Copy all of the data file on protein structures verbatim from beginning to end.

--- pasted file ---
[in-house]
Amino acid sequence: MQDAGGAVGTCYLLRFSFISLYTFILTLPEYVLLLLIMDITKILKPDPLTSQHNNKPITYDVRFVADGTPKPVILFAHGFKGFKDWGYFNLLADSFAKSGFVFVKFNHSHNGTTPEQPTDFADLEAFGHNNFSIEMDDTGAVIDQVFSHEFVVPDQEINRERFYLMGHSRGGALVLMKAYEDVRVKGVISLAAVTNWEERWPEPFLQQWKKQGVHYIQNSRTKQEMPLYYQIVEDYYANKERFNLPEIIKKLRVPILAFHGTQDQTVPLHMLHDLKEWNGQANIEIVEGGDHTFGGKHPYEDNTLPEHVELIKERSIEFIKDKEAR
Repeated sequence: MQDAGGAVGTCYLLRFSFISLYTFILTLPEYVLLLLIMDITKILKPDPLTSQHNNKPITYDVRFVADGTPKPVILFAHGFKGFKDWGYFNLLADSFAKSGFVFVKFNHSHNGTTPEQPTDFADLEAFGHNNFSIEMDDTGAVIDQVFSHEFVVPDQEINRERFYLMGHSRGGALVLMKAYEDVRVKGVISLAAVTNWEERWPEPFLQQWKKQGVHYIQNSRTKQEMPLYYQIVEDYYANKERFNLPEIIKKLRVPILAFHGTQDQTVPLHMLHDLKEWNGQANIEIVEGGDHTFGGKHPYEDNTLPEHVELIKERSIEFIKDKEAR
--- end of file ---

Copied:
[in-house]
Amino acid sequence: MQDAGGAVGTCYLLRFSFISLYTFILTLPEYVLLLLIMDITKILKPDPLTSQHNNKPITYDVRFVADGTPKPVILFAHGFKGFKDWGYFNLLADSFAKSGFVFVKFNHSHNGTTPEQPTDFADLEAFGHNNFSIEMDDTGAVIDQVFSHEFVVPDQEINRERFYLMGHSRGGALVLMKAYEDVRVKGVISLAAVTNWEERWPEPFLQQWKKQGVHYIQNSRTKQEMPLYYQIVEDYYANKERFNLPEIIKKLRVPILAFHGTQDQTVPLHMLHDLKEWNGQANIEIVEGGDHTFGGKHPYEDNTLPEHVELIKERSIEFIKDKEAR
Repeated sequence: MQDAGGAVGTCYLLRFSFISLYTFILTLPEYVLLLLIMDITKILKPDPLTSQHNNKPITYDVRFVADGTPKPVILFAHGFKGFKDWGYFNLLADSFAKSGFVFVKFNHSHNGTTPEQPTDFADLEAFGHNNFSIEMDDTGAVIDQVFSHEFVVPDQEINRERFYLMGHSRGGALVLMKAYEDVRVKGVISLAAVTNWEERWPEPFLQQWKKQGVHYIQNSRTKQEMPLYYQIVEDYYANKERFNLPEIIKKLRVPILAFHGTQDQTVPLHMLHDLKEWNGQANIEIVEGGDHTFGGKHPYEDNTLPEHVELIKERSIEFIKDKEAR